…to make customers feel good and open their wallets. That’s what they really understand perfectly at La Grande Epicerie on the left bank of the Seine river next to Bon Marché: to stage food, and to let even simple staples look like precious goods or even art. The Epicerie is kind of a Parisian brother of Harrod’s in London or KaDeWe in Berlin, a highly over-priced food store in the end, yet a very beautiful one. I’m sure they have […]
…containing cherries, strawberries, raspberries, girolles mushrooms (their season in Europe starts now) and lots of other good food. I’ve got fresh garlic and two hands full of delicious new potatoes from famous Noirmoutier island close to Nantes (or maybe the potatoes were famous first). Then there’s other vegetables I’d consider staple food like sweet pepper and eggplants, in the paper on the upper left some veal escalopes are hiding, the bananas will serve to cool down my kids; the Chinese believe […]
…and gives birth to the herbs I need day by day. There’s basil and thyme, rosemary and mint, they’re standing in clay pots like brave little soldiers ready for combat in sauces and terrines, in stews and salads. I’ve never understood why people spend money on those basic ingredients that everybody can grow at home. You really don’t need a garden, you don’t need much space. It just takes half an hour, if at all, to plant these green friends […]
…and they deliver the products you need to cook all the great recipes your cook books may contain. The one on Boulevard Richard Lenoir (named, by the way, after two industrials who once upon a time brought the cotton to Paris) is an excellent, yet unpretentious, non-touristic market held every Tuesday and Friday – and shopping there is really worth it, it’s a place to save money and get great products in return! I wasn’t aware of its quality but […]
…at dinner time in central Paris. I see people all around – chatting, eating, drinking and, yes, I feel somewhat indiscrete, like a voyeur, yet living in the city of lights means living in perfect anonymity, so nobody really cares about being photographed, gazed at, or being of any interest to somebody else. I just stuck my nice little Canon camera out of the window and this is what it brought home, it’s a snapshot of a good life:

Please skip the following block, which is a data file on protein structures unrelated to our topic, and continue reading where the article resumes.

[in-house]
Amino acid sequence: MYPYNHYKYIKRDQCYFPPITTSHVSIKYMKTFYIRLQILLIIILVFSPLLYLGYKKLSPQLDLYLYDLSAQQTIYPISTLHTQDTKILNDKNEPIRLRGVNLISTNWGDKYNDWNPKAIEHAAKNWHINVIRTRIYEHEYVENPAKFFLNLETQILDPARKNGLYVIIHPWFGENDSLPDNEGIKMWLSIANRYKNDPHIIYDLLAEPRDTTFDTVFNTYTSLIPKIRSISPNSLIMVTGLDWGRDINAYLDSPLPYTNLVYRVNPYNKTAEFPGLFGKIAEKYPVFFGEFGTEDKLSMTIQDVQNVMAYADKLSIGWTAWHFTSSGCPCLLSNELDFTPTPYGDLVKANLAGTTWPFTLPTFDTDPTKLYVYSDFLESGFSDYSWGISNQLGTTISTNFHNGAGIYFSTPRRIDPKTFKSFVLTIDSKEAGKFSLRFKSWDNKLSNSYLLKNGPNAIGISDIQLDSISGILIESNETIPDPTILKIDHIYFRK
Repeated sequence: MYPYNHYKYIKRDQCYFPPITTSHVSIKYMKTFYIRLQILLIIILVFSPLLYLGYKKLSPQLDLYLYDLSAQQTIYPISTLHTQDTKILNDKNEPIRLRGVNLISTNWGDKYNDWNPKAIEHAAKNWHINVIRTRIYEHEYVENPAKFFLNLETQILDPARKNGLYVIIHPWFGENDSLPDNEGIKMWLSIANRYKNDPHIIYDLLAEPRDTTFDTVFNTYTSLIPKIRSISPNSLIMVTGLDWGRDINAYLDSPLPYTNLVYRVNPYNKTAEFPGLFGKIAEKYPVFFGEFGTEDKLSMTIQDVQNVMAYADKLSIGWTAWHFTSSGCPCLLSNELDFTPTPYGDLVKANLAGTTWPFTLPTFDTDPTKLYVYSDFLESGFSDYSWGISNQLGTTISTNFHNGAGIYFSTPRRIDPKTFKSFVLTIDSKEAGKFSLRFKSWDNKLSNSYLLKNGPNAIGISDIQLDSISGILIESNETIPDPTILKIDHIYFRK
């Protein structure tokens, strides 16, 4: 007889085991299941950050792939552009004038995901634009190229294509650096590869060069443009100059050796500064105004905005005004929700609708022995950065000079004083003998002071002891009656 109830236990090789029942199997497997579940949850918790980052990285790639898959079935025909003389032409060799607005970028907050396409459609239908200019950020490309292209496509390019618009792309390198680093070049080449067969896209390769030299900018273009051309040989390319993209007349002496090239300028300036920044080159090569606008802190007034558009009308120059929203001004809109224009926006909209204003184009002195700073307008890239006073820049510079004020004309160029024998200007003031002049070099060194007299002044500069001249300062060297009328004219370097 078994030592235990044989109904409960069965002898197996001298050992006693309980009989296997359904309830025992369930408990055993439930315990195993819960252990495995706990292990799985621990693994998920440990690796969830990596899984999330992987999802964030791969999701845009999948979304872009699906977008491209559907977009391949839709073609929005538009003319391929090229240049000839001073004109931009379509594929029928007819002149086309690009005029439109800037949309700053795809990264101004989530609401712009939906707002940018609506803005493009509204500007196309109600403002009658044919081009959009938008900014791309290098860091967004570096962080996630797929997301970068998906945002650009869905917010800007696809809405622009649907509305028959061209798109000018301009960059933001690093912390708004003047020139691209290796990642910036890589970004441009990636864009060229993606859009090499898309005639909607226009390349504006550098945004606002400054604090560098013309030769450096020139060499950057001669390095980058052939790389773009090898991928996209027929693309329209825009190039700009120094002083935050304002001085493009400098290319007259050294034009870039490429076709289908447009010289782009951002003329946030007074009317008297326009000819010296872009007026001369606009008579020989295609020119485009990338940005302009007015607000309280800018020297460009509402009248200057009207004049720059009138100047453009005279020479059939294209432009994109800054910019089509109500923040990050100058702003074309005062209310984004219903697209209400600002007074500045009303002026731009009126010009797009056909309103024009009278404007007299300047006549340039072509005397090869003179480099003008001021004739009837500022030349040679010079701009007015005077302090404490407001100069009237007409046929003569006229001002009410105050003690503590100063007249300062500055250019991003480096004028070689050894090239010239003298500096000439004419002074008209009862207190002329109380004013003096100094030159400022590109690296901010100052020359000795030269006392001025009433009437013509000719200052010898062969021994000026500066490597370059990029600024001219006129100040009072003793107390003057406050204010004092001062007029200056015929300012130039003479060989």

…once you’ve entered the Passage des Panoramas, built in 1799, inaugurated in 1800. It’s one of these places you dream of, it’s kind of a remote island in the sea of the very metropolitan Grands Boulevards. You enter – and you’re elsewhere; you leave the city to only really get there, you see, the passages of Paris are a magical mystery tour. You stroll along windows and mirrors, which invite you to think about yourself and other peoples’ lifes. And you […]
…after two weeks of travelling in South Africa I’m back, and I’m tempted to say: finally. Weather is worse, yes, temperatures are lower, light is somewhat pale compared to sparkling Africa. Yet I’m happy: the silver & sand colours of the streets and roofs and buildings let me rejoice, the silly honking of stressed Parisians make me smile, the beauty of the pâtisseries, the sound and taste of fresh baguette seems like a dream, and all my hero butchers are still […]
…like I did this morning in the Tuscan Wedding Village close to Johannesburg. There’s many of these, not necessarily Tuscan, it’s exclusive venues where you can celebrate the great day behind fences and at ease. Meet Siphokazi (that’s her) and Khulile, two bright young people of the New South Africa who were shining like a new dime today. I’ve attended the church service, I’ve been there when they said YES to each other – and sentimental as I am I’ve […]
…on a crisp and clear morning sipping on a mug of rooibos tea (on a balcony!). Behind the mug? That’s Africa, and if you heard the birds singing (and squeaking and whistling), if you could breathe the fresh air, you’d be convinced like me right now that this is going to be a good day.
…you have to get out there whenever the tide is low regardless the weather, the wind, the temperatures. Today, they were lucky though, the tough guys from Normandy turning the heavy shellfish loads on their rusty tables – the oysters that you might find soon on a well-dressed “plateau de fruits de mer” in Paris, Lyon or wherever you roam.
…when walking the Normandy beaches. Between Isigny and Grandcamp, there’s large banks where they’re grown by the “farmers of the sea” as the producers are nicknamed. On weekdays, when the low tide is at its lowest point, you can watch them moving their machines offshore, between long “tables” where the shellfish ripens in black bags like the one you can see below. This one though had been ripped off its table during stormy weather. And if the seabirds had not […]
…recipe writing is to be found in The Recipe Writer’s Handbook by Barbara Gibbs Ostman and Jane L. Baker. I wouldn’t have thought that such a book existed at all – yet I’ve found it in London by chance, while killing some time at marvellous Foyles flagship store in Charing Cross Road. Since then, I’m happily reading. The authors treat their subject as if world peace was at stake and they ask the right questions right away: “What is the soul […]